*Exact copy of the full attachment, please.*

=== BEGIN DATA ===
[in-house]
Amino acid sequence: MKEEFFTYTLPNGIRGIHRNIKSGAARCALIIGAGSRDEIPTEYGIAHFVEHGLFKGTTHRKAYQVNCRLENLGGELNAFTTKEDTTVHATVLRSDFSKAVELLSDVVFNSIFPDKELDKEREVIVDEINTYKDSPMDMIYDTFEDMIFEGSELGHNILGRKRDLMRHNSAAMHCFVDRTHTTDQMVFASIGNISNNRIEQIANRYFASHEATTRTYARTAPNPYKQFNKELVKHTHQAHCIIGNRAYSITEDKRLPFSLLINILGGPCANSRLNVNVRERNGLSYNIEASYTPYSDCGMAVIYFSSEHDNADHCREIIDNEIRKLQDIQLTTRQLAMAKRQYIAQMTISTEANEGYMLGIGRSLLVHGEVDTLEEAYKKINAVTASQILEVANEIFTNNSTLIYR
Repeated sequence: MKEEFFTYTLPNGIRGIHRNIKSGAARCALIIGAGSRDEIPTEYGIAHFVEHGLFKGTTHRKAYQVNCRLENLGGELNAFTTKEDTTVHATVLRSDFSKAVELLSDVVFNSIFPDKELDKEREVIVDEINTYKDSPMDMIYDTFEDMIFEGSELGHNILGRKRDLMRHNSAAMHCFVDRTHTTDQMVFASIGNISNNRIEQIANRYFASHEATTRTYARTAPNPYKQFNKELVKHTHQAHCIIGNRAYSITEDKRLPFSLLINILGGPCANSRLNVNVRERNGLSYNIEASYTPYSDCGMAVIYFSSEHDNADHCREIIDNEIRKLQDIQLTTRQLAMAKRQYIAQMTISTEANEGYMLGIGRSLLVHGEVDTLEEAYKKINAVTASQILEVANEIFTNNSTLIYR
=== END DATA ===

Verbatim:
[in-house]
Amino acid sequence: MKEEFFTYTLPNGIRGIHRNIKSGAARCALIIGAGSRDEIPTEYGIAHFVEHGLFKGTTHRKAYQVNCRLENLGGELNAFTTKEDTTVHATVLRSDFSKAVELLSDVVFNSIFPDKELDKEREVIVDEINTYKDSPMDMIYDTFEDMIFEGSELGHNILGRKRDLMRHNSAAMHCFVDRTHTTDQMVFASIGNISNNRIEQIANRYFASHEATTRTYARTAPNPYKQFNKELVKHTHQAHCIIGNRAYSITEDKRLPFSLLINILGGPCANSRLNVNVRERNGLSYNIEASYTPYSDCGMAVIYFSSEHDNADHCREIIDNEIRKLQDIQLTTRQLAMAKRQYIAQMTISTEANEGYMLGIGRSLLVHGEVDTLEEAYKKINAVTASQILEVANEIFTNNSTLIYR
Repeated sequence: MKEEFFTYTLPNGIRGIHRNIKSGAARCALIIGAGSRDEIPTEYGIAHFVEHGLFKGTTHRKAYQVNCRLENLGGELNAFTTKEDTTVHATVLRSDFSKAVELLSDVVFNSIFPDKELDKEREVIVDEINTYKDSPMDMIYDTFEDMIFEGSELGHNILGRKRDLMRHNSAAMHCFVDRTHTTDQMVFASIGNISNNRIEQIANRYFASHEATTRTYARTAPNPYKQFNKELVKHTHQAHCIIGNRAYSITEDKRLPFSLLINILGGPCANSRLNVNVRERNGLSYNIEASYTPYSDCGMAVIYFSSEHDNADHCREIIDNEIRKLQDIQLTTRQLAMAKRQYIAQMTISTEANEGYMLGIGRSLLVHGEVDTLEEAYKKINAVTASQILEVANEIFTNNSTLIYR